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A. Philip Randolph Collected Papers


Held at: Swarthmore College Peace Collection [Contact Us]500 College Avenue, Swarthmore 19081-1399

This is a finding aid. It is a description of archival material held at the Swarthmore College Peace Collection. Unless otherwise noted, the materials described below are physically available in their reading room, and not digitally available through the web.

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A. Philip Randolph (1889-1979) was an African-American labor leader and early civil rights spokesman. Influenced by the socialism of Eugene Debs, Randolph began publishing his magazine The Messenger in 1917. He opposed U.S. entry into the first World War. In 1925 he organized the Brotherhood of Sleeping Car Porters. His associations with Bayard Rustin and James Farmer influenced his dedication to nonviolence. Randolph was a founder of the League for Nonviolent Civil Disobedience Against Military Segregation. In 1963, he directed the March on Washington for Jobs and Freedom. The A. Philip Randolph Institute was founded in his honor in 1964.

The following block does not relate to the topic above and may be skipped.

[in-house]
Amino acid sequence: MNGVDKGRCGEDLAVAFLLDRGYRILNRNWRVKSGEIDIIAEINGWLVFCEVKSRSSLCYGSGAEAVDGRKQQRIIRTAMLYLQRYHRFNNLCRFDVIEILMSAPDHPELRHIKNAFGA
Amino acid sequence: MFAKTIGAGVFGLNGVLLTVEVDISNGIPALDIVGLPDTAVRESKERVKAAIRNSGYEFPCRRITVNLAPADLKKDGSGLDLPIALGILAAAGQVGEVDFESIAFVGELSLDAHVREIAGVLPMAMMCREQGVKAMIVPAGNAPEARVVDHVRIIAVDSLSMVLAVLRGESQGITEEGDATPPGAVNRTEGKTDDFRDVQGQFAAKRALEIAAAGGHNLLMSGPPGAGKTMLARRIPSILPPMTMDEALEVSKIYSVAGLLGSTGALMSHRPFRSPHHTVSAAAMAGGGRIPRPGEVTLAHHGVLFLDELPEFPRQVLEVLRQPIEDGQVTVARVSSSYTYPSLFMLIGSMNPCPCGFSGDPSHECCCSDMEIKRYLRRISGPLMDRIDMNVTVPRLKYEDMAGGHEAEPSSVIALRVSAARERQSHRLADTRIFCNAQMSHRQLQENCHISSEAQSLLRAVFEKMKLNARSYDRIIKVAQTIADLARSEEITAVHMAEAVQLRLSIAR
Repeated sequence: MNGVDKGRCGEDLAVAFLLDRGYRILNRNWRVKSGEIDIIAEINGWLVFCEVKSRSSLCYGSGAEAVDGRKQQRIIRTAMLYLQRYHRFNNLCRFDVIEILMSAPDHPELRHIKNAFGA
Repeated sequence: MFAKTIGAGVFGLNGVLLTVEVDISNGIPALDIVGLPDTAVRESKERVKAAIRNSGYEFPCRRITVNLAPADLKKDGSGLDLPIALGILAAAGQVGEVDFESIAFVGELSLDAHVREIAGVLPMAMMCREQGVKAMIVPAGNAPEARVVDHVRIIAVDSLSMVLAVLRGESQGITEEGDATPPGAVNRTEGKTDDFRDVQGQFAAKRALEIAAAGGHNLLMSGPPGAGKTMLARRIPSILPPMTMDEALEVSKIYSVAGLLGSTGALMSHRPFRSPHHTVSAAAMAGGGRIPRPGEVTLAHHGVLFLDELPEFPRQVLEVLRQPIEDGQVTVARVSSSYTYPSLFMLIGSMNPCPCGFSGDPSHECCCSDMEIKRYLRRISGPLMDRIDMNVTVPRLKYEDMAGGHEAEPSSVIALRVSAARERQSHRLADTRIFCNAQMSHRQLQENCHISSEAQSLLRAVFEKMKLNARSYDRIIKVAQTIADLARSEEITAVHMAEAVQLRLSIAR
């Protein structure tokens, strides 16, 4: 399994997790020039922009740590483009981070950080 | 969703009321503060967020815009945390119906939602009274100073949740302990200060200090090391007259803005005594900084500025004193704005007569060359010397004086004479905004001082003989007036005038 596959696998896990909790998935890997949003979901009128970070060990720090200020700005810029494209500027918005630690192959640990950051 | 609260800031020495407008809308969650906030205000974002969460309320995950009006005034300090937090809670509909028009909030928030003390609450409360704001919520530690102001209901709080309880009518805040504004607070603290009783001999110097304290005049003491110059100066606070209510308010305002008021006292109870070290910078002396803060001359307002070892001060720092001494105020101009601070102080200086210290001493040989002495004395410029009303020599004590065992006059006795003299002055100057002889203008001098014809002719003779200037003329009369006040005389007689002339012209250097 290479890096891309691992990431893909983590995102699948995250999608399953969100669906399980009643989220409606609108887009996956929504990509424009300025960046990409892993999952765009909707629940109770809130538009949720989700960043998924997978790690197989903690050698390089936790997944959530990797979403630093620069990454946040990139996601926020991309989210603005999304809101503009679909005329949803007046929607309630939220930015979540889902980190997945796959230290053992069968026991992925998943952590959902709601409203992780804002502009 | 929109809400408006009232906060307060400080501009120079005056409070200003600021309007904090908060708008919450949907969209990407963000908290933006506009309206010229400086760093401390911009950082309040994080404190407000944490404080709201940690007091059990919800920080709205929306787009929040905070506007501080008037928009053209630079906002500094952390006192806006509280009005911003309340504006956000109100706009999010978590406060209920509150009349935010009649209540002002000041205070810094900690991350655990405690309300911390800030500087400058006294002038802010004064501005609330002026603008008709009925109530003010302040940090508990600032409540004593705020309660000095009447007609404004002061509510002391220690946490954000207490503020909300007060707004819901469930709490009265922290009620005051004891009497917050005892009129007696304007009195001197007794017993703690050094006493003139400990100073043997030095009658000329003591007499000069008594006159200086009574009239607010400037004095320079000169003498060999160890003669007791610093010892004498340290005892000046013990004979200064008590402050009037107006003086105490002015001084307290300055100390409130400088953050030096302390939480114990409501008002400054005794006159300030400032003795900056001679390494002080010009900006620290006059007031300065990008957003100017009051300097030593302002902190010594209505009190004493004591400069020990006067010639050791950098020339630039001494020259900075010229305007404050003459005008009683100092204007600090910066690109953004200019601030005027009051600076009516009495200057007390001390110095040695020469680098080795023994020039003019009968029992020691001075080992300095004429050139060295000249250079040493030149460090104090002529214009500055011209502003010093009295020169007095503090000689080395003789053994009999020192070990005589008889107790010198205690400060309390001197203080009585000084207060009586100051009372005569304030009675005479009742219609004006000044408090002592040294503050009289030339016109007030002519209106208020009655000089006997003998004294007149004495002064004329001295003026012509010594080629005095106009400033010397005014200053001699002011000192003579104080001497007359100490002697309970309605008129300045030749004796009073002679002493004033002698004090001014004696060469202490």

The Swarthmore College Peace Collection is not the official repository for the papers of this individual.

The Randolph Papers are available on microfilm through. University Publications of America, Bethesda, MD. 1990. (OCoLC 23287317).

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